Where next?

The Debenhams saga is far from over. The Lenders who currently own the operating businesses have said that they will sell them on. SDI could make an offer for them again.

In the meantime, is the restructuring plan at Debenhams actually working? The problem for us is that the focus on the plan is all about cutting costs and closing stores. There’s too little about the merchandise, investing in the stores and how to drive the business forward in what it is a highly competitive marketplace. On top of that, the latest results are significantly worse.

So – more questions than answers. We assume that there’s no way that the administration can be reversed. The future of the business lies with the lenders who are the current owners.

But what can they do? Backing the existing management is hardly an option as their CEO has decided to leave.

Should they back Mike Ashley? But the concern there is that he is spreading himself too thinly and has no proven expertise to turn round a business like Debenhams. Or would he want to convert them all to Sports Directs?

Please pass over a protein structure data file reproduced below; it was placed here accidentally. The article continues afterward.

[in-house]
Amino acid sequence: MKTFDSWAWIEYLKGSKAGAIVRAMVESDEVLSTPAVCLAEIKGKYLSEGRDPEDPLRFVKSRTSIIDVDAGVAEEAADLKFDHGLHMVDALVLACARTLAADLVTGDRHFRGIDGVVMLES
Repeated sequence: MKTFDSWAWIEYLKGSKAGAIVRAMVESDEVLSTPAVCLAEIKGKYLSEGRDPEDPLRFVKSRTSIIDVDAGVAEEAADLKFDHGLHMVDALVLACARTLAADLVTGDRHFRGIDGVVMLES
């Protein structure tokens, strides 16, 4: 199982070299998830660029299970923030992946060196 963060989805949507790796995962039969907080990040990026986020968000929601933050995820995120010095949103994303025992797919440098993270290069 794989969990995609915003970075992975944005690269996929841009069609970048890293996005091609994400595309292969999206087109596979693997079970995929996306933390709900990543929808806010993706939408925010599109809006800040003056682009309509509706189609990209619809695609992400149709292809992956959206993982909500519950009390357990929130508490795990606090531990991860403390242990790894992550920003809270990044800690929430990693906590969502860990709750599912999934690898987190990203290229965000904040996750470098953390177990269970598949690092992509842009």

Worth saving

We think that the business is worth saving. We see no reason why there shouldn’t be a great future for Department stores in the longer term. The performance and strategies of the likes of John Lewis and Selfridges tend to support that view, but we have to admit that two of the top three in the UK are in deep trouble.

But to succeed, Debenhams needs time and financial backing. It needs a clear strategy which needs to be focussed on a clearly defined target market. Debenhams has focussed on cutting costs and SDI’s statements have been all about funding and bidding for the business. There has been nothing about what it would actually do with the business. In fact we don’t really know what will happen to House of Fraser either.

And for Debenhams, uncertainty is probably the worst thing of all.